The client-centric approach
Traditionally, firms let each partner go into the market and do his or her own business development. Others, however, adopt the real one-firm firm approach and process new mandates through a client-centric committee. In most cases, clients are serviced by the partner who brought them into the firm and by the team managed by that partner. Although this is not wrong, the client is in a silo. The best practice in place for this client, and the challenges and learning from this file, remains in the silo. Having a client-centric committee ensures that a client’s needs will be met by proposing the services of the individuals who fit these perfectly, whether it be from a personality, technical or even cultural background.

Multidisciplinary teams working together increase interaction between professionals and silos disappear; knowledge is shared amongst the members of the organization and the client gets the best team for its needs. The client-centric team also results in higher revenue per client, as an array of services can be proposed more easily.

Most firms have intranets, but they may not be used to their full potential. Many information technology service organizations have embraced the intranet 2.0 models, which enable employees to break down silos, the barriers to innovation, and connect with employees, content and communities. The intranet should be as interactive as possible so best practices and ideas can be shared by all members of the firm. Blogs can be used internally so that practitioners of one division can ask questions of other professionals. Wikis serve a similar purpose.

The intranet can be great for sharing firm and technical information, but one of the most popular sections on a firm’s intranet is the employee profile. For example, every two weeks an employee shares facts about his or her personal life such as hobbies, favourite books or restaurants.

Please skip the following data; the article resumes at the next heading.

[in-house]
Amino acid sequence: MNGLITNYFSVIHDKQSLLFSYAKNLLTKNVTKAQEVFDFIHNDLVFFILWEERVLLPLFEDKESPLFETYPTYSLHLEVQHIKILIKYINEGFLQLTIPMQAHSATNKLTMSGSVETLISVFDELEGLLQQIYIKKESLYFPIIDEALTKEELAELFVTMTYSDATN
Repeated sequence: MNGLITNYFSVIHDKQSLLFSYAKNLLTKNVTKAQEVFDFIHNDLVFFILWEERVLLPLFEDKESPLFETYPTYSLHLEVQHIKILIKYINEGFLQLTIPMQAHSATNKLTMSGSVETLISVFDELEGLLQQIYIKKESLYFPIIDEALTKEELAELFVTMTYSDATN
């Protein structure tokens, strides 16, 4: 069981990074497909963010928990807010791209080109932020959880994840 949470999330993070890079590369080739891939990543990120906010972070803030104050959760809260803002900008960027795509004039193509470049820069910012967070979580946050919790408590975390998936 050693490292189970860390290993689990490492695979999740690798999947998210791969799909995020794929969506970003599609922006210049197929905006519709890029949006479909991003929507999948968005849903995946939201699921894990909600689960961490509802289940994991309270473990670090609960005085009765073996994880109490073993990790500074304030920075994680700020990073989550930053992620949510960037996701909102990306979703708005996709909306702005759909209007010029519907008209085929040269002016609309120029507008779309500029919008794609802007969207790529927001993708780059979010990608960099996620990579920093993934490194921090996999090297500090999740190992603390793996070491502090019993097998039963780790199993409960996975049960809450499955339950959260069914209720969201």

The intranet and the activities that go into recognizing the professionals of the firm also help in increasing their engagement level, a key success factor for any firm that wishes to retain its best professionals.

Find the glue. Strengthen the culture
Professionals are often independent workers. They spend years attaining expertise in their field. However, leveraging their individual strengths and getting them to share knowledge and ideas are huge value drivers for an organization. Unfortunately, the way most mid-sized to large firms operate and are structured today has put many barriers in place, and they are now confronted with an obvious loss of potential.

The solution is simple. Remember how things were before growth, when the firm was more fluid, interaction easier and collegiality greater. There should be no trade-offs between growth and a collaborative work environment. Tools such as CRMs, knowledge-sharing platforms and 2.0 intranets are available. But ultimately, finding ways in which people can interact in a nonperforming manner is the glue that unites the talent and positions a firm as an innovative and driven business partner.

Ève Laurier is vice-president, strategic relations, at RSM Richter Chamberland in Montreal

Technical editor: Stephen Rosenhek, FCA